John Chrysostom 344? – 407

 
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Posted by on Tue 28th Aug 2012 in Quotes

 

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Quote – John Chrysostom: the bridegroom

‘You have a heavenly bridegroom, indeed for whom it is well worth making any sacrifice here on earth.’

John Chrysostom 344? – 407

 
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Posted by on Tue 28th Aug 2012 in Quotes

 

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Celibate Heart: Married to Christ the Lamb

One of a selection of poems written by people in the Jesus Fellowship about celibacy

I have a gift which brings me joy,
Purchase of Jesus’ blood,
My life a sacrifice poured out
To build the church of God.

      A gift the Spirit keeps renewed,
      My soul knows one desire,
      To speak the power of Jesus Christ
      And bring revival fire.

            Always this gift I'll recognise,
            I pledge to Him again,
            My will, my heart, my all is His,
            "Married" to Christ the Lamb.

 New Creation Farm, Northamptonshire. 1994.
 
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Posted by on Fri 24th Aug 2012 in Poetry

 

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A crucified life: John Chrysostom: fourth century celibate leader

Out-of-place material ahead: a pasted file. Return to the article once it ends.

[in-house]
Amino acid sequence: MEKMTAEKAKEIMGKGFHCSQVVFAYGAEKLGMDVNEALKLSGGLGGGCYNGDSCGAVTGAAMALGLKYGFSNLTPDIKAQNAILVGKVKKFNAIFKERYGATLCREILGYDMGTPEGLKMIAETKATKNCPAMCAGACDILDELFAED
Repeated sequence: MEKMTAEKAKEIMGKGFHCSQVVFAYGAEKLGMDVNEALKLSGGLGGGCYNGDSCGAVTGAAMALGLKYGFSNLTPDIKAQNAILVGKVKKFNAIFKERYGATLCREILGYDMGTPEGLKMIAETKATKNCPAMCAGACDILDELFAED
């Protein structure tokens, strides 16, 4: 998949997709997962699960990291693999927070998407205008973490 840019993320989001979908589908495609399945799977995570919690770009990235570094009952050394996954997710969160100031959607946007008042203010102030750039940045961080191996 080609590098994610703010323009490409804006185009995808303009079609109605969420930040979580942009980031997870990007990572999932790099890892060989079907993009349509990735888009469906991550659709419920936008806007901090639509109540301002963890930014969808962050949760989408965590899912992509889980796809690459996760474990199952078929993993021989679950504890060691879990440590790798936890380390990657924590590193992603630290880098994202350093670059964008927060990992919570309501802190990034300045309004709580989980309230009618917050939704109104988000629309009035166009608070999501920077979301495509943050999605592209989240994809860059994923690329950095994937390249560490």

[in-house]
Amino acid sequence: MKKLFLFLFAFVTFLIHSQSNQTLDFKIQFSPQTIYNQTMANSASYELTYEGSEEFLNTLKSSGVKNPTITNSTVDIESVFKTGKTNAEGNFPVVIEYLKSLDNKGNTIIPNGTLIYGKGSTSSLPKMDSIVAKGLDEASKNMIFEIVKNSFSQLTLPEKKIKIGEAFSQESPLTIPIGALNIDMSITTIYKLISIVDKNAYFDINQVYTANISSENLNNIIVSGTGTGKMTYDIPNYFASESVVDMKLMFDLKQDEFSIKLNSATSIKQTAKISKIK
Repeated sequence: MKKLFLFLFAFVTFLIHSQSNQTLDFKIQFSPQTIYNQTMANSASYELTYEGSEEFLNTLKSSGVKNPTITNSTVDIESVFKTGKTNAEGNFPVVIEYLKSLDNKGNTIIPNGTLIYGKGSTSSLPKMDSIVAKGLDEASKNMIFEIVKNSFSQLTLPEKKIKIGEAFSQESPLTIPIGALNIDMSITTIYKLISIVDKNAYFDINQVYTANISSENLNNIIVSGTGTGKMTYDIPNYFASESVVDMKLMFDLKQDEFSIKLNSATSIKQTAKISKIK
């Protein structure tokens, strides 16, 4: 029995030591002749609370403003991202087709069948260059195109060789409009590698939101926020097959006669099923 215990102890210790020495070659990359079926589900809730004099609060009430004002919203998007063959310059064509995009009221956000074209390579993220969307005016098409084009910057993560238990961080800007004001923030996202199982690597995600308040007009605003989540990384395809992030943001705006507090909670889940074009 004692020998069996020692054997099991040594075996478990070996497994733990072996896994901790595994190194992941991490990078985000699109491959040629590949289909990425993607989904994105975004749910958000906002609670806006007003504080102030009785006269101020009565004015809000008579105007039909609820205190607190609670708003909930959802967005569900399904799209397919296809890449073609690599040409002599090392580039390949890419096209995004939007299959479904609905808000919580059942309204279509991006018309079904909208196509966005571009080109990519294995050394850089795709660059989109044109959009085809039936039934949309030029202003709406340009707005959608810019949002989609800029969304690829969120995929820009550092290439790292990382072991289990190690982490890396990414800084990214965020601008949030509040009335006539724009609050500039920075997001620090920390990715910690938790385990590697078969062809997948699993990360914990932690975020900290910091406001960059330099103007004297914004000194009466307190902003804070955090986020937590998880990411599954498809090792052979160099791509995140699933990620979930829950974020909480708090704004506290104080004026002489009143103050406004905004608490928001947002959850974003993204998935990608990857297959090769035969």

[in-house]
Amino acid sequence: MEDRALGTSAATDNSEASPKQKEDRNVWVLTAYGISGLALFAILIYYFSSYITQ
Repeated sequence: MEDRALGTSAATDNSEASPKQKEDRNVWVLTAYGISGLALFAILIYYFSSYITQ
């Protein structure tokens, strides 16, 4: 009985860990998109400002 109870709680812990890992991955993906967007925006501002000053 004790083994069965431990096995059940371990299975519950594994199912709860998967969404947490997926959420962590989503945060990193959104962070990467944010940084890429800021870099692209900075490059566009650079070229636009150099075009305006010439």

Sunset in Istanbul (once Constantinople)

‘God does not refuse it [the gift of celibacy] to anyone who asks Him for it with fervour … this gift is granted to all those who wish for it and who ask for it.’

‘The root and flower of celibacy is a crucified life.’

To celibates: ‘You have a heavenly bridegroom, indeed for whom it is well worth making any sacrifice here on earth.’

John Chrysostom 344? – 407

Soon after his death this celebrated leader of the eastern church gained the virtue name Chrysostom, meaning ‘golden mouth’, due to his great eloquence and ability to preach the gospel in a way that everyone could understand.

John Chrysostom was born in Antioch, Syria, and his father, Secundus, was chief commander of the imperial troops there. Secundus died young and the care of his young family was left to his wife, Anthusa, who was only twenty. She was a devoted Christian and never remarried. One of John’s pagan tutors, on seeing her courage in widowhood commented, ‘God, what women these Christians have!’

Around the year 374, John retired to the mountains near Antioch and for four years lived with some monks who lived in community there. Describing the experience he says, ‘The cold words mine and thine were banished … no one possessed anything as his own and the quality of life there was as different from the world as the security of a peaceful harbour is from the most tempestuous ocean.’ Later he lived as a hermit in a cave but ill health caused him to return to the city.

In 381 John became a deacon, in 384 he was ordained a priest and in 398 he was appointed, against his will, Archbishop of Constantinople but, from the start, his no-compromise stance and his powerful and controversial preaching made him enemies as well as friends. The previous bishop of Constantinople had lived at great expense but John lived very frugally and gave all excess money to the poor and sick of the city. Not only did he sell the luxurious furniture belonging to his extravagant predecessor, he even smelted down some sacred church vessels and gave the proceeds to the poor. He started many hospitals in the city which were staffed by priests whom, he insisted, had to be not only of holy character but full of tenderness, compassion and wisdom too.